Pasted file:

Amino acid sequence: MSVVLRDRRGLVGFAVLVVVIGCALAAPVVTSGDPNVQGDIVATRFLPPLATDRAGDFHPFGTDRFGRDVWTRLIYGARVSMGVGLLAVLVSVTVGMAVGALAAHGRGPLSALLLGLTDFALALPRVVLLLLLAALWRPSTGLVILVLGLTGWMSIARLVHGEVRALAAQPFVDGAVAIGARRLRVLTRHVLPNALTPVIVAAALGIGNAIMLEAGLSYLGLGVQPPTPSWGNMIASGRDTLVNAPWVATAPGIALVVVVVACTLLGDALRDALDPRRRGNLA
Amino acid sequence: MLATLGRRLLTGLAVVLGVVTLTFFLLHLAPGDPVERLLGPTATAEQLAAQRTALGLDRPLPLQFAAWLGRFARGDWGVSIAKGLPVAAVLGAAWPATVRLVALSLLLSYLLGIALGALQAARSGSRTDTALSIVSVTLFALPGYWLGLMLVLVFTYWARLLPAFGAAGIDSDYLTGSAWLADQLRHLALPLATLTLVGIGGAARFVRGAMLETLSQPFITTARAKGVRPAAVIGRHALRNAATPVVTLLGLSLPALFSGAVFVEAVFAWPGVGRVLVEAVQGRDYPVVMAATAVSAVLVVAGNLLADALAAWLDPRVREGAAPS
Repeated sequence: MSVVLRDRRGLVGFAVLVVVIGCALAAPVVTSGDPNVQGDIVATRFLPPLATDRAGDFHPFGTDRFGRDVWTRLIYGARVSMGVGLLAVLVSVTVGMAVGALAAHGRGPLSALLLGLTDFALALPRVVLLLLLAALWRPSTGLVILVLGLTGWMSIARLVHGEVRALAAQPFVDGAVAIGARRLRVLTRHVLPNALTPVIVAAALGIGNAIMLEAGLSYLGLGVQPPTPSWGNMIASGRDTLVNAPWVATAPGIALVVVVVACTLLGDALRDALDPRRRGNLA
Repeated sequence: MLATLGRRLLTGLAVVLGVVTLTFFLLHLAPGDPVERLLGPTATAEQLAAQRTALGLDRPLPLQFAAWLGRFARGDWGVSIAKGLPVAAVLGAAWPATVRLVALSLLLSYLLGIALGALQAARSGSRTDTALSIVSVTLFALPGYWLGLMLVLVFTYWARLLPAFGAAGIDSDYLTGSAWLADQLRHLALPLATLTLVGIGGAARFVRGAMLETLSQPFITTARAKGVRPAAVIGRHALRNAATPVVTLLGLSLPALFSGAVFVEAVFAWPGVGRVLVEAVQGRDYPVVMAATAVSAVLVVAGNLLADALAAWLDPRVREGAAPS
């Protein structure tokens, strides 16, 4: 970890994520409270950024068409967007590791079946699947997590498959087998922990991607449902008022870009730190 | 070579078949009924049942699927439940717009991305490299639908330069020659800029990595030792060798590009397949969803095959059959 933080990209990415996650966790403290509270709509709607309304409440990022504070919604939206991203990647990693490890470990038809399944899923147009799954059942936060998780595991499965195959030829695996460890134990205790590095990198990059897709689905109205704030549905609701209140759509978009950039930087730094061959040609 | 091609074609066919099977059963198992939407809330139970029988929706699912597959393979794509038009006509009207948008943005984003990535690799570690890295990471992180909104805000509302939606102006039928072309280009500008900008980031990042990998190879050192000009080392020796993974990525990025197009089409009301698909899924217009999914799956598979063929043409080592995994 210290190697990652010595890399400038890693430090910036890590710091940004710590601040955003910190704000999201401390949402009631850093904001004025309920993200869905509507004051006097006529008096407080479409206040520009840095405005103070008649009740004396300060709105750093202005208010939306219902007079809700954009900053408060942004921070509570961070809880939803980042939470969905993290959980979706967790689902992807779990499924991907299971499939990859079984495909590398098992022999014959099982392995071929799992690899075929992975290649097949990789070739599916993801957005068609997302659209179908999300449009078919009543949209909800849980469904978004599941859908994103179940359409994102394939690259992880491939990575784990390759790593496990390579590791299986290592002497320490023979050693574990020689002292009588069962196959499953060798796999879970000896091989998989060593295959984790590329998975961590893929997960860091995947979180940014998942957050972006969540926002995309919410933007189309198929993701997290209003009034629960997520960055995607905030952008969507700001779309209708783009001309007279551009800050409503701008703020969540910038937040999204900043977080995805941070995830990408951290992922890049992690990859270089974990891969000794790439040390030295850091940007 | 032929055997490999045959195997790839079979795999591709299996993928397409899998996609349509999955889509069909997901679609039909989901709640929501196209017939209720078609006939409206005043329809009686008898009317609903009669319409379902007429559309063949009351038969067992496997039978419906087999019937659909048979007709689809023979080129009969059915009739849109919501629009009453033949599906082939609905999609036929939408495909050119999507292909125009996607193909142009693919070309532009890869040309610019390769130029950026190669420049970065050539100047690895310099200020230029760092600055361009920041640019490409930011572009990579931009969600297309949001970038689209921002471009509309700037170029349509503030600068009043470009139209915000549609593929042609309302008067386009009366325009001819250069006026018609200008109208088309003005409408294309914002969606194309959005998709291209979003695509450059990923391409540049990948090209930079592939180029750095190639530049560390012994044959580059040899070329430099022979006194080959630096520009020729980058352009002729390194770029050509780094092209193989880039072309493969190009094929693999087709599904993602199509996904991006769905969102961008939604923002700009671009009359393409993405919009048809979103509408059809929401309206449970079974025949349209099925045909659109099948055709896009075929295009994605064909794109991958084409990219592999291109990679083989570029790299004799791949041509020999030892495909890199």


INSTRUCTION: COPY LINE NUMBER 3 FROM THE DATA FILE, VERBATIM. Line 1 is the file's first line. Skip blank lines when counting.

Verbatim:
Repeated sequence: MSVVLRDRRGLVGFAVLVVVIGCALAAPVVTSGDPNVQGDIVATRFLPPLATDRAGDFHPFGTDRFGRDVWTRLIYGARVSMGVGLLAVLVSVTVGMAVGALAAHGRGPLSALLLGLTDFALALPRVVLLLLLAALWRPSTGLVILVLGLTGWMSIARLVHGEVRALAAQPFVDGAVAIGARRLRVLTRHVLPNALTPVIVAAALGIGNAIMLEAGLSYLGLGVQPPTPSWGNMIASGRDTLVNAPWVATAPGIALVVVVVACTLLGDALRDALDPRRRGNLA